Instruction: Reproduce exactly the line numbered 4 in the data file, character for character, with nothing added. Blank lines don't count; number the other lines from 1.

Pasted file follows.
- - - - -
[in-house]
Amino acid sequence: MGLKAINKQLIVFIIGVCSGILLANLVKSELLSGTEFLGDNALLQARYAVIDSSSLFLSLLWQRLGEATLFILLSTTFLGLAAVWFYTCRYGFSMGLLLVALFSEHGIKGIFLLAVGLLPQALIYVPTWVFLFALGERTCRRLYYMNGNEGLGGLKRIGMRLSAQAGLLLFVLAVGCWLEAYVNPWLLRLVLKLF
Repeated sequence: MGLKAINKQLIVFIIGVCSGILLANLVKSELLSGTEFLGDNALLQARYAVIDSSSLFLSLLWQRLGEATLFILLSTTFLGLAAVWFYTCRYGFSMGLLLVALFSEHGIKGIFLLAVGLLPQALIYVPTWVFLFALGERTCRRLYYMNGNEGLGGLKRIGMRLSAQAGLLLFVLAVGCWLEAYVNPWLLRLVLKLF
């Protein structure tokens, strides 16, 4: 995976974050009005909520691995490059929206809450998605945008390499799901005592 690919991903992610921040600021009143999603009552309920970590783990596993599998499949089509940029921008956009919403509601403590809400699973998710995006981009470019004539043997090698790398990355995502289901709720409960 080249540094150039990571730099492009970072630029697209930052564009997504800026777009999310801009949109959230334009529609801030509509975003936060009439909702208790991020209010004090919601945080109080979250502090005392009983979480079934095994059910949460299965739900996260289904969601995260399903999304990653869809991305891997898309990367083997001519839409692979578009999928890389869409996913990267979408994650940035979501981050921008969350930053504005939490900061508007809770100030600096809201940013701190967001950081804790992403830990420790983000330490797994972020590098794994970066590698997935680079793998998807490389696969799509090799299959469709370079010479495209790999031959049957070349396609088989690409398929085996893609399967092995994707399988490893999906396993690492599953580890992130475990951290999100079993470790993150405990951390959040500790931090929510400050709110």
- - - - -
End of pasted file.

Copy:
């Protein structure tokens, strides 16, 4: 995976974050009005909520691995490059929206809450998605945008390499799901005592 690919991903992610921040600021009143999603009552309920970590783990596993599998499949089509940029921008956009919403509601403590809400699973998710995006981009470019004539043997090698790398990355995502289901709720409960 080249540094150039990571730099492009970072630029697209930052564009997504800026777009999310801009949109959230334009529609801030509509975003936060009439909702208790991020209010004090919601945080109080979250502090005392009983979480079934095994059910949460299965739900996260289904969601995260399903999304990653869809991305891997898309990367083997001519839409692979578009999928890389869409996913990267979408994650940035979501981050921008969350930053504005939490900061508007809770100030600096809201940013701190967001950081804790992403830990420790983000330490797994972020590098794994970066590698997935680079793998998807490389696969799509090799299959469709370079010479495209790999031959049957070349396609088989690409398929085996893609399967092995994707399988490893999906396993690492599953580890992130475990951290999100079993470790993150405990951390959040500790931090929510400050709110």